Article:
Faith’s Checkbook: Regulated Chastisement – 10/19/2018

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by Charles Haddon Spurgeon

“I will correct thee in measure” (Jeremiah 30:11).

To be left uncorrected would be a fatal sign: it would prove that the LORD had said, “He is given unto idols, let him alone.” God grant that such may never be our portion! Uninterrupted prosperity is a thing to cause fear and trembling. As many as God tenderly loves He rebukes and chastens: those for whom He has no esteem He allows to fatten themselves without fear, like bullocks for the slaughter. It is in love that our heavenly Father uses the rod upon His children. Yet see, the correction is in measure”: He gives us love without measure but chastisement “in measure.” As under the old law no Israelite could receive more than the “forty stripes save one,” which ensured careful counting and limited suffering; so is it with each afflicted member of the household of faith-every stroke is counted. It is the measure of wisdom, the measure of sympathy, the measure of love, by which our chastisement is regulated. Far be it from us to rebel against appointments so divine. LORD, if Thou standest by to measure the bitter drops into my cup, it is for me cheerfully to take that cup from Thy hand and drink according to Thy directions, saying, “Thy will be done.”

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Steampunk Short Version

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by Mary C. Findley

Sophronia Belle Lyon drinks tea, creates mechanicals, shoot when she can, travels widely, and writes Steam Pulp Literary Tributes. A certain mysterious man with fabulous shoulders is the genius who inspires her never say die heroes and eccentric inventors. She was a Cauldron Spirit in 4th Grade and has taken apart her share of clocks. Airships carried her to Italy by way of Iceland and Luxembourg. She was privileged to miss the Swiss Alps due to the misfortune of steaming through them at midnight in pitch darkness.

Characters made the leap from classic 1800s novels to band together against human trafficking and the rise of a slave empire. Implacable villains mean to turn the social order on its ear, creating a web of deceit, domination, and debauchery. These adventurers combine steam and gear technology with families, friendship, faith, and fortitude.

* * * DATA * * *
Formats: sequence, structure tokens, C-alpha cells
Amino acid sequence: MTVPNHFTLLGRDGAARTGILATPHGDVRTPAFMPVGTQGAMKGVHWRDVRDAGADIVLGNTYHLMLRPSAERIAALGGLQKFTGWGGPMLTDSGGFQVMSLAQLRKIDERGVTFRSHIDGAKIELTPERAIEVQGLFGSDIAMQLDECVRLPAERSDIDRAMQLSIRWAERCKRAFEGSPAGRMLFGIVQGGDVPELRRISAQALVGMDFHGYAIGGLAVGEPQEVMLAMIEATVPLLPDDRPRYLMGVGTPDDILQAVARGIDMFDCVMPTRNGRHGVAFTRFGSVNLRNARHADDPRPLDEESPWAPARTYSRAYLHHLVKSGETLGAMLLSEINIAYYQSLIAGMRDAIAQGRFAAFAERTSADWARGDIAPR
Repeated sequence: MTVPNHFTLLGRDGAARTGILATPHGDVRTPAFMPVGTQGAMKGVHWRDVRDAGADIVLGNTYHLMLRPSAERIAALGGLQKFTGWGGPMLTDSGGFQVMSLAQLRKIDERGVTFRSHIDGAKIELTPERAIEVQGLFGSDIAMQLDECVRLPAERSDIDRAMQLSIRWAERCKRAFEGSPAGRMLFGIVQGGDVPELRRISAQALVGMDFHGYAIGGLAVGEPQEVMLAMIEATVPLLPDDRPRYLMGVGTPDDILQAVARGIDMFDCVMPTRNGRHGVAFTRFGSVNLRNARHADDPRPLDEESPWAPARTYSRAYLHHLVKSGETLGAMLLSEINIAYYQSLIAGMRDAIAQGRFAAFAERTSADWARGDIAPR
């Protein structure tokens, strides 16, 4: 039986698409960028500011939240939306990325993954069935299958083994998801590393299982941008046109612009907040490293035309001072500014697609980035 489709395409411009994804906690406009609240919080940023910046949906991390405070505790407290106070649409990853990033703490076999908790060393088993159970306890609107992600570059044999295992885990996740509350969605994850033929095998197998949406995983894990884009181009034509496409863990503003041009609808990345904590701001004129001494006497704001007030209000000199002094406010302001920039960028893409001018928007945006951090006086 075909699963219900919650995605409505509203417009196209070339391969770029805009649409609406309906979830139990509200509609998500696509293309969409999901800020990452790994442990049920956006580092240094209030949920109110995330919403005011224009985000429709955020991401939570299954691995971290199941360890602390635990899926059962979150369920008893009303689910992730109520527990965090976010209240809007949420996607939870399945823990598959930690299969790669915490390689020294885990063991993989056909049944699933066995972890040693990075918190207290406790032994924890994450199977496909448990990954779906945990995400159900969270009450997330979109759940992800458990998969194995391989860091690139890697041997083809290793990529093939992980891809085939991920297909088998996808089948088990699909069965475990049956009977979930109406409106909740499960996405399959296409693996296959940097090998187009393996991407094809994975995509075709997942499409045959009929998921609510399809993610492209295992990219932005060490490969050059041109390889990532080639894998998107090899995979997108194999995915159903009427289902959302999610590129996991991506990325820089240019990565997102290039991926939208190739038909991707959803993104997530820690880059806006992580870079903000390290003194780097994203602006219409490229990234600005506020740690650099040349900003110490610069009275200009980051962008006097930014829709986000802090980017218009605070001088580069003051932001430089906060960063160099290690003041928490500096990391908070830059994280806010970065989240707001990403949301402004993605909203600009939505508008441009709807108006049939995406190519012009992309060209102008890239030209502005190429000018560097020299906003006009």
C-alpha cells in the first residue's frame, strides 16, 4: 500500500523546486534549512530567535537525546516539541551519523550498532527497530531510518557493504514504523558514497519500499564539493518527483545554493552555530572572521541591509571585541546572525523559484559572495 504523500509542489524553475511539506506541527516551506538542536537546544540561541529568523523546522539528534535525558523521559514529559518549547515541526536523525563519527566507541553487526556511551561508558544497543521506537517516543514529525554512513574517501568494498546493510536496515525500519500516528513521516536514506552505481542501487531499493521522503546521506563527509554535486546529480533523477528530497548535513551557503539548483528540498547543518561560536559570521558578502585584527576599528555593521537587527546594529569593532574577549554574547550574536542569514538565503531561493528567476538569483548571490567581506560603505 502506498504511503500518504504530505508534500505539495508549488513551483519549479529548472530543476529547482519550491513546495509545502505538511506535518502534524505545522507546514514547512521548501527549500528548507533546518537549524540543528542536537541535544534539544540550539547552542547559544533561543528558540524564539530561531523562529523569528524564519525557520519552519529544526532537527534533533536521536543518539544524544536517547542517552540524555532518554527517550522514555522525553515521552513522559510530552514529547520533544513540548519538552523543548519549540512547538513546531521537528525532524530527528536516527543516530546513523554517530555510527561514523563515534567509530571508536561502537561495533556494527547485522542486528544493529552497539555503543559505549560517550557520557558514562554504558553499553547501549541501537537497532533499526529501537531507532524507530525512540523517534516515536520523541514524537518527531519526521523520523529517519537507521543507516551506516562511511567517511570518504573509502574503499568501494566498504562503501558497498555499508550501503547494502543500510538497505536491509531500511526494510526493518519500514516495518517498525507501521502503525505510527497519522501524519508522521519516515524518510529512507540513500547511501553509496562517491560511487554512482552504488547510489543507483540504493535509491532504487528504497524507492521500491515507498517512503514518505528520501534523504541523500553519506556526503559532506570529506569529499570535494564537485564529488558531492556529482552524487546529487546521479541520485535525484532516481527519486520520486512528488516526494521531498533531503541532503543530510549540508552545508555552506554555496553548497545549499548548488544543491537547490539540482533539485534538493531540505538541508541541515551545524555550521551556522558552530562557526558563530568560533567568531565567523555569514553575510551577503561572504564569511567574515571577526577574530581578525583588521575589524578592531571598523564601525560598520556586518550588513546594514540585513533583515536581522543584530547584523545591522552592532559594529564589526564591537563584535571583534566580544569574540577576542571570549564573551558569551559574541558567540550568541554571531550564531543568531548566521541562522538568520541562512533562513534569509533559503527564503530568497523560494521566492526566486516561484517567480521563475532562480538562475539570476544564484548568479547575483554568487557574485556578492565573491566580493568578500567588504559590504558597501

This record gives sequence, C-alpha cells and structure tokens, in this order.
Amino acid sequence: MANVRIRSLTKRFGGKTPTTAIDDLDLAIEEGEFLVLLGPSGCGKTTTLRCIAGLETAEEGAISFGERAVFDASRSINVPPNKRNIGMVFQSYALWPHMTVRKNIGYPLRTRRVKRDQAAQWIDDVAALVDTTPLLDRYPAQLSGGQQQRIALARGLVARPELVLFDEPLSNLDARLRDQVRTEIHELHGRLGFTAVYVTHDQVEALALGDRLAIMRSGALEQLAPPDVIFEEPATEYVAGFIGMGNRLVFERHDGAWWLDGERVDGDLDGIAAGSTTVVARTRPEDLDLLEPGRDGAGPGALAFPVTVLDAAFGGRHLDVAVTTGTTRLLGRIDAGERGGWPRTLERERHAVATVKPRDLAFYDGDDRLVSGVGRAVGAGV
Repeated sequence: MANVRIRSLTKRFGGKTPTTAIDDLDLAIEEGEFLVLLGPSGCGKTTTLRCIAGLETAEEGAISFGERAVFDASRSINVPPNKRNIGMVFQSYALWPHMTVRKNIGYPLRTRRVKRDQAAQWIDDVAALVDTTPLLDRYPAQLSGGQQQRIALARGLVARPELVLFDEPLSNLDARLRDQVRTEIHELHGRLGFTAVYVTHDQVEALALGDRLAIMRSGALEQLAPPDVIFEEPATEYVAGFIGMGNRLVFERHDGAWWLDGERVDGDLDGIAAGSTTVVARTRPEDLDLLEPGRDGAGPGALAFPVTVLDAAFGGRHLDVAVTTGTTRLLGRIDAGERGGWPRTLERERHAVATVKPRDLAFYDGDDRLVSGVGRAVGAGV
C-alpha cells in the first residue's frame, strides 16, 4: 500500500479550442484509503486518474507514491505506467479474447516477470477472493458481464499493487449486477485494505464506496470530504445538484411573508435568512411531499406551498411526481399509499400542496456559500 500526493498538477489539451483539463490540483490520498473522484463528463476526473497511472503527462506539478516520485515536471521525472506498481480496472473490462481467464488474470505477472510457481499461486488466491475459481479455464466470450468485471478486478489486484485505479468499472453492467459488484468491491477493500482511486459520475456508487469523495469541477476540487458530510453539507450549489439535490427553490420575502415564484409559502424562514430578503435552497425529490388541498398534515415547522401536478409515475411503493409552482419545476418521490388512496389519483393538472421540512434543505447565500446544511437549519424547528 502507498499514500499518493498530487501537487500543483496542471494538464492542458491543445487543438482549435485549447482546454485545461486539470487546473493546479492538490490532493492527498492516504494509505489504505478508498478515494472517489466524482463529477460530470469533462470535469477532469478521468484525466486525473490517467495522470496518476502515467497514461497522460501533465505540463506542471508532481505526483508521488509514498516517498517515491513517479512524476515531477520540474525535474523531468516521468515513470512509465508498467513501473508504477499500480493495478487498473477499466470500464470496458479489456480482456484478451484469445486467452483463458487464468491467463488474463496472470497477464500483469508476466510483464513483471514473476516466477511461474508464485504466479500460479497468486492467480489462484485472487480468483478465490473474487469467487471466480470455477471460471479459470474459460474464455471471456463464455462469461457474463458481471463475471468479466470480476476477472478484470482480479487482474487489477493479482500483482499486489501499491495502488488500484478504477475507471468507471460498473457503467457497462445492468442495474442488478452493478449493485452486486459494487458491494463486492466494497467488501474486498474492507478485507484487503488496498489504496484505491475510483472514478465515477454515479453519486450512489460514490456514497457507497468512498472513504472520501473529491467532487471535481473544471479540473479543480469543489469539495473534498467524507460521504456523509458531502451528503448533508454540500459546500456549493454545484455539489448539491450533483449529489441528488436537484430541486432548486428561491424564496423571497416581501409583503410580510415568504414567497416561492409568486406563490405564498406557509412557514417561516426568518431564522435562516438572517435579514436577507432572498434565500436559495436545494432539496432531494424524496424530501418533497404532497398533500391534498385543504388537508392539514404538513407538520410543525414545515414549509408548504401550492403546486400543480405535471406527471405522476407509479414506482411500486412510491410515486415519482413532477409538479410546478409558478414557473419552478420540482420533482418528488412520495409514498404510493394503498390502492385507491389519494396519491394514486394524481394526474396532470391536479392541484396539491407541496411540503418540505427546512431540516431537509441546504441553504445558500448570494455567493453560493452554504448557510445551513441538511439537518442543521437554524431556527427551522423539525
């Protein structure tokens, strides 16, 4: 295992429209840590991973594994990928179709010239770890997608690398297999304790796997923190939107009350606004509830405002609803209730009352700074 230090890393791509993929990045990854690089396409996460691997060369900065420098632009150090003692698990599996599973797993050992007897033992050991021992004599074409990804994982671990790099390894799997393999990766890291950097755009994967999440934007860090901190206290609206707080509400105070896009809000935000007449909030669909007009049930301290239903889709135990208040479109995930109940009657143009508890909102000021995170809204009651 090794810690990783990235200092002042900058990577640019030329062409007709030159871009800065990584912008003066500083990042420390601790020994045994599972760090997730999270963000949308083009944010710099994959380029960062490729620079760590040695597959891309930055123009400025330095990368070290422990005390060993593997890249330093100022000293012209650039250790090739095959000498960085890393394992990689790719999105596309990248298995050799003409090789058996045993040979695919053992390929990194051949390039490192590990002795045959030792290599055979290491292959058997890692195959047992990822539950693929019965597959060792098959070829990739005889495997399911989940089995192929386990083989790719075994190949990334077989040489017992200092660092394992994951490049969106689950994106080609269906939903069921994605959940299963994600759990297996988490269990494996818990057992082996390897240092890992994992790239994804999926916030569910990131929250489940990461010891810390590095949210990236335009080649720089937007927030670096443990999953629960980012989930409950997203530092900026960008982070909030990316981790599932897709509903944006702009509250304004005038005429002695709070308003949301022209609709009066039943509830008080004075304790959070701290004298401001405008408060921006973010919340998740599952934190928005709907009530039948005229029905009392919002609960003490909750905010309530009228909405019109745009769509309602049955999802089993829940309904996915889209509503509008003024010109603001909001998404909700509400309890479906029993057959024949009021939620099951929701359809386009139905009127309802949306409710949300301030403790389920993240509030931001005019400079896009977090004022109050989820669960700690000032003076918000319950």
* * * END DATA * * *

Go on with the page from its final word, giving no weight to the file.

Let me share a few reviews
A Dodge, a Twist, and a Tobacconist:
“Not only surprised but intrigued. I have never read much Steampunk it just didn’t seem to reach me. I could not stop reading this little jewel. I cannot wait to see what Ms. Belle has in store for her readers next.”

“I don’t usually read Christian fiction, so I was a bit surprised. The steam-punk/Victorian lit. connection is super fun!”
A Dodge, a Twist, and a Tobacconist is the first book in the series, and the ebook version is free.  It also has a print and illustrated version. The Pinocchio Factor is the second book, and features a grown-up Oliver Twist as an eccentric inventor. The third book is The Most Dangerous Game, featuring Pecos Bill and hi wife, Sluefoot Sue (in case you ever wanted to know what her riding that giant catfish was all about). 

Jeremiah 15:19-21 

These verses made me think of how we fail the Lord sometimes … Get distracted and fall away from wholehearted service, or become rebellious and stubborn. The Lord invites us to return, and His forgiveness will restore us to “stand before him”, like a servant stands ready to do his master’s bidding. 

Then I thought about writing Steampunk, and how man takes good things and twists them, making them evil and vile, or real-life people who corrupt the innocent. Classic themes, characters, and settings become vehicles for sex-peddling, feminist diatribes, exalting the occult, and all the other things Steampunk sometimes does.  But the verses above say God urges us to “take forth the precious from the vile”. He says … *shivers running up and down my spine* … “thou shalt be as my mouth”. I get to speak for God. I get to speak for God! 

there’s a strong caution in the Jeremiah passage. I can use Steampunk for His glory, but I have to be careful not to let my hunger to extend my reach — to use this offbeat but popular genre to attract people into the sphere of God’s influence — God says, “let them return unto thee; but return not thou unto them.” It’s the old analogy of the person standing on the chair trying to pull up the person on the floor. I can’t end up on the floor. I can’t get down on the world’s level. I have to bring them up into that “Sun” Keppler talked about. I also have to remember that I’m supposed to be rescuing souls, real, precious lives, not just writing a book about it.

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Gems From Pastor Jim – 10/16/2018

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by Jim Hughes